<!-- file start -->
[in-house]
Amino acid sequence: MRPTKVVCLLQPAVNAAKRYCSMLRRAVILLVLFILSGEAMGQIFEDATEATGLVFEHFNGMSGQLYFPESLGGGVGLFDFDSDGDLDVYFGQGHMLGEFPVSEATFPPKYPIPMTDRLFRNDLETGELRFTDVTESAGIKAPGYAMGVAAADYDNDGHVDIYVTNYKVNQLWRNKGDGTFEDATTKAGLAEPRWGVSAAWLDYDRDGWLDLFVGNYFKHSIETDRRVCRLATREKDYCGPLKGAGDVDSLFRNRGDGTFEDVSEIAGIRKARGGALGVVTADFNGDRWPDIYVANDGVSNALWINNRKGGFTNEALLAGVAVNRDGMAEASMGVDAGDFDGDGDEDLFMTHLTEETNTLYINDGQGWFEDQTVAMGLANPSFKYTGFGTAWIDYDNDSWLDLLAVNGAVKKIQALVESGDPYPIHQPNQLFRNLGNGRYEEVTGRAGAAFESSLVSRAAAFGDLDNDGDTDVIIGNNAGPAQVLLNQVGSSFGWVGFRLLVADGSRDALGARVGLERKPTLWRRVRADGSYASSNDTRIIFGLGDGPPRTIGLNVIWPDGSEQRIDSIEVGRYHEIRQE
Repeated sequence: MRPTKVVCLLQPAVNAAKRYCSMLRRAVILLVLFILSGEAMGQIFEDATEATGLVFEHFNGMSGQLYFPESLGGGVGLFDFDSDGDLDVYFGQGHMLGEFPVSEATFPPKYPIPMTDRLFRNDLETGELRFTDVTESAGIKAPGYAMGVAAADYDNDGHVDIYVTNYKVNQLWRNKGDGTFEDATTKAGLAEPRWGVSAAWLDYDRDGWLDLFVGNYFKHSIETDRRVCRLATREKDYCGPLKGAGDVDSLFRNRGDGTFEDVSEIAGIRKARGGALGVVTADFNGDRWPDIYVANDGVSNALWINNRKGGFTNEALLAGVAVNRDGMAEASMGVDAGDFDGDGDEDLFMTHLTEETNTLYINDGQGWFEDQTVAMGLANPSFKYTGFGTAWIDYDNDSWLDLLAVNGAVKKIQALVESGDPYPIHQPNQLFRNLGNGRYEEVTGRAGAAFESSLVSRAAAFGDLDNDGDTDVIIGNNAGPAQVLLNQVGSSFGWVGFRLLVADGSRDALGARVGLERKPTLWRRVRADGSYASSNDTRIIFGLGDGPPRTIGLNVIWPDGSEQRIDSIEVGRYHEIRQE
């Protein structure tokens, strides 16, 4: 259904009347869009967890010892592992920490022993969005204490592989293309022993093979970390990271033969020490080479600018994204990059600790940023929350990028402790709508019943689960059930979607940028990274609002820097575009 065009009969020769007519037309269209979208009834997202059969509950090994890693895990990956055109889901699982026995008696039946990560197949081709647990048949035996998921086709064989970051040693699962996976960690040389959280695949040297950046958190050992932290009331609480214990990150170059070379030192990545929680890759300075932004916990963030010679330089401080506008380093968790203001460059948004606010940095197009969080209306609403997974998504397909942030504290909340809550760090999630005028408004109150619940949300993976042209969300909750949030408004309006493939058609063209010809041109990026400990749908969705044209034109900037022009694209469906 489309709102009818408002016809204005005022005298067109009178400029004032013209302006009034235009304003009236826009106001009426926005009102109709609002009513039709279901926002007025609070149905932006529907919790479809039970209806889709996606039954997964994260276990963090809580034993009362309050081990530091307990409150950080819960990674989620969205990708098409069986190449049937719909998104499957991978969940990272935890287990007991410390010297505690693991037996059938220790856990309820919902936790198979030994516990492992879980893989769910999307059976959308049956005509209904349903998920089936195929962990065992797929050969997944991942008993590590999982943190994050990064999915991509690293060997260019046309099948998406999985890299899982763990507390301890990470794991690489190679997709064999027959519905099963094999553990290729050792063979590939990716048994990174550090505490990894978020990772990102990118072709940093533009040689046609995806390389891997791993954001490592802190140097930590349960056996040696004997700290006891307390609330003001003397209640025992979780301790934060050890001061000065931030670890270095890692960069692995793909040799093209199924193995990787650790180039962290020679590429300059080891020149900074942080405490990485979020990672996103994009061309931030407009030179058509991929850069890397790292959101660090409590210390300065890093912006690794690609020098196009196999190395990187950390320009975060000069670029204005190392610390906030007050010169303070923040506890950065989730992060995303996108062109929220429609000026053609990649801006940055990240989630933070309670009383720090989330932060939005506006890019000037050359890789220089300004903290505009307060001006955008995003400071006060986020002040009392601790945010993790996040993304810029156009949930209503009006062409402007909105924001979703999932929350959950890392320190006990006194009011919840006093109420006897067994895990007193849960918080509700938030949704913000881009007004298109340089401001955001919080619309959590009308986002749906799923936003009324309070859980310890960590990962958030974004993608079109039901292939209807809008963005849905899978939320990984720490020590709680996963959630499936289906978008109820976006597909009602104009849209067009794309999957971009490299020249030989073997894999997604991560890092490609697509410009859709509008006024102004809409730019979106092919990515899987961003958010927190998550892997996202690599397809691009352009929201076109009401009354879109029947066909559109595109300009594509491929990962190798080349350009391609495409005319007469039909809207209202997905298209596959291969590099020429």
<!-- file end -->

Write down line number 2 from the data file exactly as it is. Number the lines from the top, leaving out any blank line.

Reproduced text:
Amino acid sequence: MRPTKVVCLLQPAVNAAKRYCSMLRRAVILLVLFILSGEAMGQIFEDATEATGLVFEHFNGMSGQLYFPESLGGGVGLFDFDSDGDLDVYFGQGHMLGEFPVSEATFPPKYPIPMTDRLFRNDLETGELRFTDVTESAGIKAPGYAMGVAAADYDNDGHVDIYVTNYKVNQLWRNKGDGTFEDATTKAGLAEPRWGVSAAWLDYDRDGWLDLFVGNYFKHSIETDRRVCRLATREKDYCGPLKGAGDVDSLFRNRGDGTFEDVSEIAGIRKARGGALGVVTADFNGDRWPDIYVANDGVSNALWINNRKGGFTNEALLAGVAVNRDGMAEASMGVDAGDFDGDGDEDLFMTHLTEETNTLYINDGQGWFEDQTVAMGLANPSFKYTGFGTAWIDYDNDSWLDLLAVNGAVKKIQALVESGDPYPIHQPNQLFRNLGNGRYEEVTGRAGAAFESSLVSRAAAFGDLDNDGDTDVIIGNNAGPAQVLLNQVGSSFGWVGFRLLVADGSRDALGARVGLERKPTLWRRVRADGSYASSNDTRIIFGLGDGPPRTIGLNVIWPDGSEQRIDSIEVGRYHEIRQE